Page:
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Marcus Pye

How the Gold Cup's revamp had mixed success

Last summer’s announcement that the Silverstone Classic behemoth would take the August Bank Holiday weekend – long occupied by the Oulton Park Gold Cup event, also administrated by the Historic Sports Car Club – in 2022 stirred a hornets’ nest. In reality, the fixture swap that ensued, with circuit group owner MotorSport Vision “curating” the Gold Cup race programme, appeared to be on the right track.

Disappointingly, however, spectator attendance at the new-look Gold Cup event at the end of last month appeared to be down. Mixed weather in the north-west would have deterred ‘floating voters’ who decide on the day, but the date shift to the start of the UK’s school summer break – when COVID-19 and subsequent travel restrictions meant families had not had holidays for two years – and current sky-high fuel and domestic energy costs inevitably contributed. All are beyond organisers’ control.

Many competitors are currently feeling the pinch in terms of disposable income. Hence entry levels in some races, including several invited grids from outside the HSCC’s portfolio, were not particularly inspiring. “It’s the way of the world at the moment,” said club CEO Andy Dee-Crowne, at the helm of its boat through unprecedentedly turbulent waters for three years now. I feel his pain, more so since last Saturday’s poorly supported one-dayer for in-house grids that missed the Gold Cup cut.

However statistics are spun – “370 entries” across 18 races and 12 grids sounded strong – it didn’t look that way in the paddock, or from the spectator banks. Just as advertising licence brings ‘1000-plus entries’ for the Silverstone Classic, tallying double-headers twice doesn’t fool the cognoscenti. Some 266 competitors took part in qualifying at Oulton. As ever, social media streams were not lacking opinion as eventgoers and enthusiasts had their say.

Magnificent HRDC Jack Sears Trophy grid was a hit (Photo by: Mick Walker)

Some grid coordinators excelled. Julius Thurgood’s Historic Racing Drivers Club members provided 38 diverse cars for the Jack Sears Trophy 1958-65 Touring Car set; a fine field of 36 Formula Juniors came from within the HSCC/Formula Junior Historic Racing Association fold; the Historic Grand Prix Cars Association’s magnificent 34 Pre-’66 cars justified Historic Gold Cup feature status; while an unprecedented 30 Special Saloons & Modsports contenders and paddock display showcased the Classic Sports Car Club. Apart from the HSCC Guards Trophy’s 23, nothing else topped 20 on the wonderful 2.66-mile circuit, a drivers’ paradise, although the F2 action was spectacular.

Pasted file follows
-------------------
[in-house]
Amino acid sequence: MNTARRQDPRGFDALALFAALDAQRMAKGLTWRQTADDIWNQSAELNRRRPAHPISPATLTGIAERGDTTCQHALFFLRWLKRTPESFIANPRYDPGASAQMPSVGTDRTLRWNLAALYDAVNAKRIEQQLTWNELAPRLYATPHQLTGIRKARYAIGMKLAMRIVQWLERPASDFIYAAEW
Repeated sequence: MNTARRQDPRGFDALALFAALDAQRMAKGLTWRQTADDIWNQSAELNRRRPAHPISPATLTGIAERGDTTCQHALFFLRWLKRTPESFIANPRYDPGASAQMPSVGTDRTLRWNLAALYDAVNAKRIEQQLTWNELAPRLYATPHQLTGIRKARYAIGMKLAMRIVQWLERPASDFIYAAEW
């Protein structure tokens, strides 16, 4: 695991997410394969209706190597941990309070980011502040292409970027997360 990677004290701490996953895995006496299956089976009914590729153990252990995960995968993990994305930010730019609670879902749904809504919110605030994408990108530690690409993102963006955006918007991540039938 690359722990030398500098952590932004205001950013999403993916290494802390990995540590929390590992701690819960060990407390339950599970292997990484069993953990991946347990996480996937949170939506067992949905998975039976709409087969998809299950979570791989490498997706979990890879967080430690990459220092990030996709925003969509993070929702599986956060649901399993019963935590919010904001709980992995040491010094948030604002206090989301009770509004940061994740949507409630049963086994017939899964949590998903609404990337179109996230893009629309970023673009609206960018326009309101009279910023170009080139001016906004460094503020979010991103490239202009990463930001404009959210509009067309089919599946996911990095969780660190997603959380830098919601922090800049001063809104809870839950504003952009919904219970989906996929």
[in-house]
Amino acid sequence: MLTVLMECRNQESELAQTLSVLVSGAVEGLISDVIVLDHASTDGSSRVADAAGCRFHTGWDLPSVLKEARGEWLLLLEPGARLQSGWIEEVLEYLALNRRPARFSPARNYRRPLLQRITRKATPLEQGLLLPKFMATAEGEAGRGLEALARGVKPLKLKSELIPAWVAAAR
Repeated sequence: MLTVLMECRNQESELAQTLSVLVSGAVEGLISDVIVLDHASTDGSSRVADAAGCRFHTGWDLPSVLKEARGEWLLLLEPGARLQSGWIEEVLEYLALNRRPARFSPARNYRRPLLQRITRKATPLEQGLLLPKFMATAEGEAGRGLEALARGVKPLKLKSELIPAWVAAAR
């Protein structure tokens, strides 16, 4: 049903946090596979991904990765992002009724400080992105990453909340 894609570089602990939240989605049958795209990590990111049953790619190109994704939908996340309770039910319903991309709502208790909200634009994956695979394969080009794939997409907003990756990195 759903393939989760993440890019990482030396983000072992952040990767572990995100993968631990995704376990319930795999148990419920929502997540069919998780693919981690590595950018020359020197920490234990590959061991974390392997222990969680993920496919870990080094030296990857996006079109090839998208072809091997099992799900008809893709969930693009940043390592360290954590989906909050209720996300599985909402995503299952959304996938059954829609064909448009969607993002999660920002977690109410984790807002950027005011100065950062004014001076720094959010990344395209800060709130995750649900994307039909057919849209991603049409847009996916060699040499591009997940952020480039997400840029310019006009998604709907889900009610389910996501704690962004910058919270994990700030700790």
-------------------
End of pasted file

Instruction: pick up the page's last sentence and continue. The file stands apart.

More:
The Gold Cup – behind British Touring Cars, British Superbikes and possibly British GT in the circuit’s annual pecking order – deserves full grids, from wherever they are drawn

Perhaps telling were the Masters Pre-’66 grids, each held over an hour. Nineteen Gentleman Drivers GTs (only two of which doubled up with the Guards opportunity earlier on Saturday) and 15 Touring Cars on Sunday were below expectations.

The two fascinating Vintage Sports-Car Club grids could have been amalgamated, and perhaps been offered a multi-start second handicap outing? But, as one local sage commented, why not revisit the past by running the club’s Seaman (Vintage and Historic) and Flockhart Trophy staples that have struggled to raise half a field at Cadwell Park in recent times? ERAs, Bugattis, Maseratis and more front-engined GP cars and voiturettes would enhance the 2023 Gold Cup if a stronger core proved aspirational.

VSCC races could potentially have been amalgamated (Photo by: Mick Walker)

Timetabling over all three days doubtless hit support for the hosts’ Griffiths Haig Trophy ’50s sportscar races, made not so much by winner Richard Wilson’s stunning Maserati 250S but by the derring-do of Ryan Morgan, debuting Paul MacDougall’s tiny Panhard Junior, which astonished marshals. Here’s to a better turnout at Castle Combe, where the HSCC was rooted in 1966, for the super 10th anniversary Autumn Classic on 24 September.

NATIONAL NOVELTIES: Panhard Junior and Zakspeed Capri

Alas the Aurora Derek Bell Trophy races – down to nine starters – struggled, with several regulars committed to F2. The loss of invitee Chris Perkins’s Surtees TS14 after qualifying, at the venue where John Surtees won two of his four Gold Cups in his own machines (scoring his marque’s first F1 win with the TS7 in 1970 and a TS9 in 1971), robbed onlookers of an F1/F5000/F2 battle.

Gauging by reactions at trackside and in the paddock, the CSCC Special Saloons & Modsports fraternity covered itself in glory. Virtually all the competitors are privateers – working folk who appreciated qualifying on Saturday and twin races on Sunday – but, cajoled by the indefatigable Dave Smith and racer Danny Morris, put on a wonderful show outside their home arena. Honouring the great Tony Sugden, an Oulton crowd favourite and regular winner in Ford Escort, DAF/Volvo-BDX and Skoda and Lotus Esprit clones, it could be the catalyst of something bigger.

But the economics of competing, like running race meetings, must be viable. The Gold Cup – behind British Touring Cars, British Superbikes and possibly British GT in the circuit’s annual pecking order – deserves full grids, from wherever they are drawn. Too many events and duplications are diluting fields everywhere, some to parlous levels. Fewer and better is the way forward. “Less is more,” as one leading preparer said at Oulton.

CSCC's Special Saloons and Modsports went down a treat (Photo by: Mick Walker)
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